Football_Defense_Cammon

Senior linebacker Jay Cammon, Jr. is part of a veteran defense for Penn football looking to improve from last season.

Credit: Pranay Vemulamada

Caught up in all the storylines surrounding Penn football’s quarterback controversy and Justin Watson breaking every record in sight was one cold, hard fact about the 2017 season: The Quakers’ defense was not where it needed to be for an Ivy League three-peat.

While there were certainly some major highs on defense — Nick Miller’s historic season, holding usual juggernaut Harvard to six points, the epic goal-line stand against Cornell — the unit’s lows may have cost the team a shot at its third straight title. Penn allowed 25.7 points per game after giving up only 21.3 a year prior, and its average of 5.71 yards allowed per play ranked worst in the Ivy League.

And now, after the offense graduated several stars including Watson, Tre Solomon, and first-team All-Ivy center Nathan Kirchmier, one thing is clear: If Penn football is to return to Ivy League supremacy, its defense will have to raise its game.

Fortunately for Penn, based on the Quakers’ array of returning talent, it very well could do so.

Only three defensive starters from a year ago departed: defensive ends Louis Vecchio and Tayler Hendrickson, and linebacker Colton Moskal. Twelve of the team’s top 15 tacklers return, including a trio of rising seniors who earned All-Ivy honors in 2017. 

With such a veteran core coming back, confidence is sky-high that these returners can push the team to contender status once again.

“I don’t think there’s a bigger role for the offense or defense to fill, but we embrace adversity as a defense,” senior captain and safety Sam Philippi said. “Last season, we had an opportunity to make those clutch plays, and we didn’t do it. We lost three [Ivy] games by a combined 11 points. Those are the details that we really want to stress this season, and we’re really ready to make those changes this year.”

If the defense is to turn things around, everything will likely start with the team’s secondary. After defensive coordinator Bob Benson drastically improved the team’s pass defense in each of his first two seasons, Penn took a major step back in the area in 2017.

After ranking 40th in the country in 2016 with an impressive defensive pass efficiency of 121.26, Penn slid down to 108th in the metric at 145.93 last season. And after two straight seasons ranking in the top two in the league in interceptions, Penn only secured five interceptions in 2017, better than only six other teams in the entire FCS.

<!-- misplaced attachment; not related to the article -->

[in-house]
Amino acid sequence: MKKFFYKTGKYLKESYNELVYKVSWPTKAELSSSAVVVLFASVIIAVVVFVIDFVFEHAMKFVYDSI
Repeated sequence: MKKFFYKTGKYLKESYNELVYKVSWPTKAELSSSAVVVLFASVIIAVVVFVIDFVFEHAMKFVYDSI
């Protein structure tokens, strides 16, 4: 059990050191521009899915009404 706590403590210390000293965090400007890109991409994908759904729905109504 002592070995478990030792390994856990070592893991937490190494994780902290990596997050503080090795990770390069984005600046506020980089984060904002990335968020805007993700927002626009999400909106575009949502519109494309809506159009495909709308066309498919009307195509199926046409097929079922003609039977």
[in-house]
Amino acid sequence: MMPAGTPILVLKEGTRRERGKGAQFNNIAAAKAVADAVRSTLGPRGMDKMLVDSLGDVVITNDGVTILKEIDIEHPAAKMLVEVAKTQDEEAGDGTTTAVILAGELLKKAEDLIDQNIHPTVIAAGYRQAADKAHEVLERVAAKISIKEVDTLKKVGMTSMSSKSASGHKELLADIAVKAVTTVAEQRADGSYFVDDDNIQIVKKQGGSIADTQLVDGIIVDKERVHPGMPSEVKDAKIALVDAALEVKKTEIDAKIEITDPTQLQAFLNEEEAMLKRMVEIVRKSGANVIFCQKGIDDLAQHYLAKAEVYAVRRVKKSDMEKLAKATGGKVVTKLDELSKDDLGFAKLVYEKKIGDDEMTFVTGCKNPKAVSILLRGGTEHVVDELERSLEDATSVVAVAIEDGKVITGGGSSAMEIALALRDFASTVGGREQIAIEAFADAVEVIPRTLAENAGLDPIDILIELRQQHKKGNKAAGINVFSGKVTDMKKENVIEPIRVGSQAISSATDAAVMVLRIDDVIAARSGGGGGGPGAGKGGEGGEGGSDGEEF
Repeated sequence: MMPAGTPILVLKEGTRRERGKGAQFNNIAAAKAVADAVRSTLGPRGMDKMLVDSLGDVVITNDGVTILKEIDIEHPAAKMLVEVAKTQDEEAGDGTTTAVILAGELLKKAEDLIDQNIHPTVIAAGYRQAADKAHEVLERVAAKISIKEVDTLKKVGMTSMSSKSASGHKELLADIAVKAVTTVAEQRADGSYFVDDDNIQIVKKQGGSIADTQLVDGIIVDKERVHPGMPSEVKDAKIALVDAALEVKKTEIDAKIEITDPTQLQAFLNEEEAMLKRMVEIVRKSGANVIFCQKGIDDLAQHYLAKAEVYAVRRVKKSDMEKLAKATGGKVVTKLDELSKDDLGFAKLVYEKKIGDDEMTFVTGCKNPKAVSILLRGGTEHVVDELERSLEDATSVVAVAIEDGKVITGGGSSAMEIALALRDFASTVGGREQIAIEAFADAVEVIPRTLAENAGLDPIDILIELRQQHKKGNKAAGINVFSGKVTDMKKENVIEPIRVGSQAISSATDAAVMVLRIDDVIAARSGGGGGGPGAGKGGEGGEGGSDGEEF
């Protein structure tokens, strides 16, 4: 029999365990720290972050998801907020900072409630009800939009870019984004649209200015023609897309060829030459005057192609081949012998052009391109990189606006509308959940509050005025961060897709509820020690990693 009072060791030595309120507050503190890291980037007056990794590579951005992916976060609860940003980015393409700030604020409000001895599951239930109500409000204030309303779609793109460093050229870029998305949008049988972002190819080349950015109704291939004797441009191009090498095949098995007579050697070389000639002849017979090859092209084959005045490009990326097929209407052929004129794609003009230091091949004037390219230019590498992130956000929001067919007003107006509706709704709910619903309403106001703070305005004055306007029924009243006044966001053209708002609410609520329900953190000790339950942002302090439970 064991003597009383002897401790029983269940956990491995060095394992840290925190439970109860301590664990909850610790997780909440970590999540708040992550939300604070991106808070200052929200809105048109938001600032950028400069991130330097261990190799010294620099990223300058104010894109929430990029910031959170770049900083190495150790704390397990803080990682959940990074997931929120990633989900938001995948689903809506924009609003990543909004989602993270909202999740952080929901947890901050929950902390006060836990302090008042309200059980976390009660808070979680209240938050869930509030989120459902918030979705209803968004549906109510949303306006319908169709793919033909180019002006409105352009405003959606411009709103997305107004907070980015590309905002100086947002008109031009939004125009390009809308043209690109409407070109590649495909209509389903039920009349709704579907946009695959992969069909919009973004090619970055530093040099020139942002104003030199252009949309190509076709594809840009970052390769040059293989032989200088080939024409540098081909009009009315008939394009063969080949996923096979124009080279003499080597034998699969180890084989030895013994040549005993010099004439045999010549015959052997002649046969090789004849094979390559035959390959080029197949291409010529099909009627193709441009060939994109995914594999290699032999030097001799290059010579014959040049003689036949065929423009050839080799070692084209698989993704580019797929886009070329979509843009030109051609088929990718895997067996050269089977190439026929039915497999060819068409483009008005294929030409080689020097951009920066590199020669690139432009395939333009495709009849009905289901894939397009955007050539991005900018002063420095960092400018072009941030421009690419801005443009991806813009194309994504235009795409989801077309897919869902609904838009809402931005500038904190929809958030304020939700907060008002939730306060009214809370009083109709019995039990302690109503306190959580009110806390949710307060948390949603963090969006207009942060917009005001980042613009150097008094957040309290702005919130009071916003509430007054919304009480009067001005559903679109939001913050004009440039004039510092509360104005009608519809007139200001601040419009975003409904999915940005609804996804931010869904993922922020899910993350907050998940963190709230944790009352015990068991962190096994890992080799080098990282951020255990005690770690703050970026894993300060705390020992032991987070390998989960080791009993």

But if there’s any positional unit that's best-equipped for a major turnaround, it’s the same one that needs it the most.

Credit: Chase Sutton

Jyron Walker

Unlike last season, when the team was coming off of the graduation of safety Alex Moore and the transfer of first-team All-Ivy pick Mason Williams, the secondary is rich with returning talent. Led by four-year starter Philippi at safety, every contributor from last year’s group is back, including corners Jyron Walker, Jared Noble, and Conor O’Brien, safeties Jacob Martin and Luke Bullock, and more.

With so many experienced names coming back, there’s no group on the roster that has as much familiarity with both one another and Penn’s upcoming opponents. And the Quakers plan to use that to their advantage.

“We have a chemistry that we know when we need to make calls, and we know when we need to talk to each other. We’re always with each other watching film; we have lunch meetings everyday,” Philippi said. “I think that camaraderie and that chemistry together is huge to be able to know what someone else is thinking when you don’t even have to talk to them.”

In contrast, the front seven is losing three starters, most notably Vanderbilt graduate transfer Vecchio. But that group also has one of the finest defensive players Penn football has seen in quite some time.

Linebacker Nick Miller was all over the field in both the pass and run game in 2017. The then-junior’s total of 104 tackles was the highest by any Quaker in 20 years, and his list of accolades includes being a finalist for the Ivy Defensive Player of the Year award and being the only Ivy League defensive player named as a 2018 STATS FCS Preseason All-American.

Miller is far from the only important returner in the linebacker corps. Brian O’Neill, Connor Jangro, and converted running back Jay Cammon Jr. all started at times in 2017. But with the unofficial status as the league’s best returning defensive player, Miller and his blue-collar approach will need to thrive for Penn to get back to the pinnacle of the league.

“He’s one of the hardest workers you’ll ever find,” senior defensive tackle Cooper Gardner said of his classmate. “He’s one of those guys — he’s not all about talking about it, he’s all about being about it. He just puts his nose down every day, works his butt off, and gets the job done.”

If returning talent wasn’t enough to help the Quakers’ defense, though, they undoubtedly have the motivation to match.

Though last season’s fourth-place finish might sound like a far cry from a league championship, the reality was that all three Ivy losses came by one possession, and Penn’s losses to Dartmouth and Columbia came on walk-off touchdowns by the opponent.

And after Penn allowed more than 400 yards in both of those games to open the Ivy season 0-2, its defense has one simple creed: never again.

“I don’t think I’ve gone a day without thinking of at least one of those games. The Dartmouth game, national television, pretty much no worse way to lose than that. I’ve got a screenshot of Columbia celebrating after they won on my phone as my screensaver, cause that game really pretty much upsets my stomach every time I think about it,” Philippi said. 

“So when kickoff comes for those games, they’re gonna remember what happened last year.”

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